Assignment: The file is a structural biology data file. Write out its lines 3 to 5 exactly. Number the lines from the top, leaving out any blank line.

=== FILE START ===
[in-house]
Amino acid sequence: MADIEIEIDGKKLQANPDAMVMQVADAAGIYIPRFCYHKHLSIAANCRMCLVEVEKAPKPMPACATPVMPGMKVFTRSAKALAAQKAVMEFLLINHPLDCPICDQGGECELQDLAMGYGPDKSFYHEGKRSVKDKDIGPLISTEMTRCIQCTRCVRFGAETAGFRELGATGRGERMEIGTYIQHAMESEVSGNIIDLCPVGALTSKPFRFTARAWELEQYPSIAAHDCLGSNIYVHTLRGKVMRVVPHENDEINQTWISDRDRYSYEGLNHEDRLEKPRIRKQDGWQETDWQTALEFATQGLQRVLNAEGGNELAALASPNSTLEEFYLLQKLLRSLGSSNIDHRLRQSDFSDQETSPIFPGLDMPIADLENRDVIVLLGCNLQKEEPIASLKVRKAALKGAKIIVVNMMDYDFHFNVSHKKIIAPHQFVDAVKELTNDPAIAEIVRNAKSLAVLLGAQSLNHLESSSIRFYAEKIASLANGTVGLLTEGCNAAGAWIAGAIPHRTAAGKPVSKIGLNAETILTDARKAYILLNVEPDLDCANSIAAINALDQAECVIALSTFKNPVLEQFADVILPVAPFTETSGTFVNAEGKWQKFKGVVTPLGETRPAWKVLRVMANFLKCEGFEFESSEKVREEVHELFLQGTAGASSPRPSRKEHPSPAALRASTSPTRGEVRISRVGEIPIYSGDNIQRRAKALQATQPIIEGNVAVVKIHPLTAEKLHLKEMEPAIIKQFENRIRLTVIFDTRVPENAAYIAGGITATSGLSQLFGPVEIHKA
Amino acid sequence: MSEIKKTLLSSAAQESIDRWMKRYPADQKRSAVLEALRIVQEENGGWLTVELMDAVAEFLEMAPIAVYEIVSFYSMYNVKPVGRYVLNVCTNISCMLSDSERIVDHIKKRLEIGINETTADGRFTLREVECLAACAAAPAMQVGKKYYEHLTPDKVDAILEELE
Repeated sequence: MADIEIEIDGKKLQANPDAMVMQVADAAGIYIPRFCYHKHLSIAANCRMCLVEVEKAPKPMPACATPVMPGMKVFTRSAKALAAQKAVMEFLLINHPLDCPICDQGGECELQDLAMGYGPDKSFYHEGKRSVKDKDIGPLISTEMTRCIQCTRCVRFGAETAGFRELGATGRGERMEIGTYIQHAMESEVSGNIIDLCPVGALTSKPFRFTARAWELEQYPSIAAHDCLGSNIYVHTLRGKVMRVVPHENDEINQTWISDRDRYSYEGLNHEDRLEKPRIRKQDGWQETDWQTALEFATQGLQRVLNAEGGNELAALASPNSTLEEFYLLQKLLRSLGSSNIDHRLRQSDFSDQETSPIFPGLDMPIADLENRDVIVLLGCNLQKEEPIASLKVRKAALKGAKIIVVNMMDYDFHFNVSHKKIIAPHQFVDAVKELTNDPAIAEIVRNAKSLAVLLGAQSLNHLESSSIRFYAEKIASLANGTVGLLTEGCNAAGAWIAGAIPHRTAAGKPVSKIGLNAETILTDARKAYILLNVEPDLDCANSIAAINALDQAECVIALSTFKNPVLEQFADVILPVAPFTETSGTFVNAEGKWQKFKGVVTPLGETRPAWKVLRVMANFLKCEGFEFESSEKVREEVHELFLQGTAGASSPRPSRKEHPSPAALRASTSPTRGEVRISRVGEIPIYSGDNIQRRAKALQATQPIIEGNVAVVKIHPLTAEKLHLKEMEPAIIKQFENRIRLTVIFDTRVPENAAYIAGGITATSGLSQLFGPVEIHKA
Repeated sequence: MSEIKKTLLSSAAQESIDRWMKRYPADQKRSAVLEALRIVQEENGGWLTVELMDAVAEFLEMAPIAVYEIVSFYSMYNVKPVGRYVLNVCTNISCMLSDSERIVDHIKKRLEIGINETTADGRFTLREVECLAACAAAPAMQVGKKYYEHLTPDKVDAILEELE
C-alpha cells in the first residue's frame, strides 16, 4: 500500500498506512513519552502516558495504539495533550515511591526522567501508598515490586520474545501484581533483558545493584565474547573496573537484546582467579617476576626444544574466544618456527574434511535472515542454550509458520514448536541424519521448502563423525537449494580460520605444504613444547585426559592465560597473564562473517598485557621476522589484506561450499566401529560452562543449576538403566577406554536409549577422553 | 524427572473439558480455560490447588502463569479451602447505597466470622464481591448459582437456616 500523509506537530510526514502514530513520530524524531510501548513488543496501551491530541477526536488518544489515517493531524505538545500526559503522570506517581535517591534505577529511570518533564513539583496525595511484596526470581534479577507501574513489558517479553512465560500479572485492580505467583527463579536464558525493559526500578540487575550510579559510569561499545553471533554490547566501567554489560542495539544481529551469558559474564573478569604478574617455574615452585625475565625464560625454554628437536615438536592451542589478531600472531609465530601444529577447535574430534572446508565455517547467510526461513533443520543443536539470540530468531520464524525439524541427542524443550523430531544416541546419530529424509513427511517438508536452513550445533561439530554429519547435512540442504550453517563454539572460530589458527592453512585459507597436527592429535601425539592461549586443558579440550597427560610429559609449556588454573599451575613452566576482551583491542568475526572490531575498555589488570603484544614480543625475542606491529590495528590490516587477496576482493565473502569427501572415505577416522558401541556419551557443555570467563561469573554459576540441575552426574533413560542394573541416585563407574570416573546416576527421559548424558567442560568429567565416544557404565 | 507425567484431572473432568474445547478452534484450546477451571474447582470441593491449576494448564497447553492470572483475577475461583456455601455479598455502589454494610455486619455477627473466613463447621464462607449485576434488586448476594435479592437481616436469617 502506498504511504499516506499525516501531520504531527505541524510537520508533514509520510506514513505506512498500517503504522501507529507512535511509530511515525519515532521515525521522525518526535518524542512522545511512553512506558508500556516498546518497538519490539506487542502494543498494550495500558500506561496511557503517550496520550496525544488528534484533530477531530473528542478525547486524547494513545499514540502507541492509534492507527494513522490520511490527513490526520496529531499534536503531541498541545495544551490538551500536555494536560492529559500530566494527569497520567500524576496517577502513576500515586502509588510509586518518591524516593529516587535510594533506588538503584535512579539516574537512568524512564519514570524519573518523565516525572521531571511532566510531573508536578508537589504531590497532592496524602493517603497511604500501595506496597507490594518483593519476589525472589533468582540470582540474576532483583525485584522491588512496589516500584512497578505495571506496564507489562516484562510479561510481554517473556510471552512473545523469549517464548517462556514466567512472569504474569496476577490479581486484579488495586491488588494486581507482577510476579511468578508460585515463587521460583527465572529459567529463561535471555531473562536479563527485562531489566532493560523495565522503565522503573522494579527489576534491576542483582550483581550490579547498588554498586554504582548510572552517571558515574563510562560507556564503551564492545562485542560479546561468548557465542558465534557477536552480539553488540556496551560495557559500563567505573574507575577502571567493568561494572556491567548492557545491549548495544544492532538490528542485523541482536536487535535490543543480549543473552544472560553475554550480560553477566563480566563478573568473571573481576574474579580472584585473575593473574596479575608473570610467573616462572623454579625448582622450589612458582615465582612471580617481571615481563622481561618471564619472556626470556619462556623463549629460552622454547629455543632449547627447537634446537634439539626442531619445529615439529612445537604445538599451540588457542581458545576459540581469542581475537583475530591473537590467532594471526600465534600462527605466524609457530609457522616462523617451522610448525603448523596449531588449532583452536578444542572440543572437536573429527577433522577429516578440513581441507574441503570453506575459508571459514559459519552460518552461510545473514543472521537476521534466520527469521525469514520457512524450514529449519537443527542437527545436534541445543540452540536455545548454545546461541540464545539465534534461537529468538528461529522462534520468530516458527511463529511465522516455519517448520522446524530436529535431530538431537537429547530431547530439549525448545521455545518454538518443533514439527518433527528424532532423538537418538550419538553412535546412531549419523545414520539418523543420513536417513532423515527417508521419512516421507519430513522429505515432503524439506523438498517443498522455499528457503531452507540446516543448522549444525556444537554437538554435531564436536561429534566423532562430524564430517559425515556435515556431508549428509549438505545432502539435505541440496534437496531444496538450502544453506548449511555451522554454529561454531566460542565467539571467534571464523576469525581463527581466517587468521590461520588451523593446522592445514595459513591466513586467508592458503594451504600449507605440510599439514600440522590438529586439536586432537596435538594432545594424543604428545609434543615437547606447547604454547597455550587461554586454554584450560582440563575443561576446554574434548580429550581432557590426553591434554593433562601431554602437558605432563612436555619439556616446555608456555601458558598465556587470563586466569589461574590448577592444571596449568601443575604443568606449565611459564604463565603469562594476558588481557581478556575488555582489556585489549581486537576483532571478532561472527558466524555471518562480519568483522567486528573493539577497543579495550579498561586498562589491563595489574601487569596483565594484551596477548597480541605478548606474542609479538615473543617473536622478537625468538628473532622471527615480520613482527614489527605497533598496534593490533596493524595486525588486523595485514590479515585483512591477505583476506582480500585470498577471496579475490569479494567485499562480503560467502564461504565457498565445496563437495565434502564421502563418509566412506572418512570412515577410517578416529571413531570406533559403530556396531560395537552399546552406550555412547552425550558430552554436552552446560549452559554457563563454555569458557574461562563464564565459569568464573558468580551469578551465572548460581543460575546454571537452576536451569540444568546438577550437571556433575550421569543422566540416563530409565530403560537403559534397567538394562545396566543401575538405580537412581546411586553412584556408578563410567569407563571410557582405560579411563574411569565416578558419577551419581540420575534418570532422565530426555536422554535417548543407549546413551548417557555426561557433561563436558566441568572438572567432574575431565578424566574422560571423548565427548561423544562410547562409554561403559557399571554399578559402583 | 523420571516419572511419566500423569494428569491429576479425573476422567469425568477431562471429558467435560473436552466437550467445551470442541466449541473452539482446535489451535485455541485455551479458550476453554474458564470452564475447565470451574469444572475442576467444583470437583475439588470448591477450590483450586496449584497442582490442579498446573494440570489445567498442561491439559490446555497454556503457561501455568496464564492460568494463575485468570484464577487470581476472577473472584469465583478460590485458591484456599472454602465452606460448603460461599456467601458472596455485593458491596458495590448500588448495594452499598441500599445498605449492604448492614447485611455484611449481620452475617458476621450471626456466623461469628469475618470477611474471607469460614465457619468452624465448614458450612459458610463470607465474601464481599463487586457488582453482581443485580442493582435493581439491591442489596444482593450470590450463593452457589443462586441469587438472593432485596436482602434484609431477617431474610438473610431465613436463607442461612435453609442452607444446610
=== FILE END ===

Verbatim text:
Amino acid sequence: MSEIKKTLLSSAAQESIDRWMKRYPADQKRSAVLEALRIVQEENGGWLTVELMDAVAEFLEMAPIAVYEIVSFYSMYNVKPVGRYVLNVCTNISCMLSDSERIVDHIKKRLEIGINETTADGRFTLREVECLAACAAAPAMQVGKKYYEHLTPDKVDAILEELE
Repeated sequence: MADIEIEIDGKKLQANPDAMVMQVADAAGIYIPRFCYHKHLSIAANCRMCLVEVEKAPKPMPACATPVMPGMKVFTRSAKALAAQKAVMEFLLINHPLDCPICDQGGECELQDLAMGYGPDKSFYHEGKRSVKDKDIGPLISTEMTRCIQCTRCVRFGAETAGFRELGATGRGERMEIGTYIQHAMESEVSGNIIDLCPVGALTSKPFRFTARAWELEQYPSIAAHDCLGSNIYVHTLRGKVMRVVPHENDEINQTWISDRDRYSYEGLNHEDRLEKPRIRKQDGWQETDWQTALEFATQGLQRVLNAEGGNELAALASPNSTLEEFYLLQKLLRSLGSSNIDHRLRQSDFSDQETSPIFPGLDMPIADLENRDVIVLLGCNLQKEEPIASLKVRKAALKGAKIIVVNMMDYDFHFNVSHKKIIAPHQFVDAVKELTNDPAIAEIVRNAKSLAVLLGAQSLNHLESSSIRFYAEKIASLANGTVGLLTEGCNAAGAWIAGAIPHRTAAGKPVSKIGLNAETILTDARKAYILLNVEPDLDCANSIAAINALDQAECVIALSTFKNPVLEQFADVILPVAPFTETSGTFVNAEGKWQKFKGVVTPLGETRPAWKVLRVMANFLKCEGFEFESSEKVREEVHELFLQGTAGASSPRPSRKEHPSPAALRASTSPTRGEVRISRVGEIPIYSGDNIQRRAKALQATQPIIEGNVAVVKIHPLTAEKLHLKEMEPAIIKQFENRIRLTVIFDTRVPENAAYIAGGITATSGLSQLFGPVEIHKA
Repeated sequence: MSEIKKTLLSSAAQESIDRWMKRYPADQKRSAVLEALRIVQEENGGWLTVELMDAVAEFLEMAPIAVYEIVSFYSMYNVKPVGRYVLNVCTNISCMLSDSERIVDHIKKRLEIGINETTADGRFTLREVECLAACAAAPAMQVGKKYYEHLTPDKVDAILEELE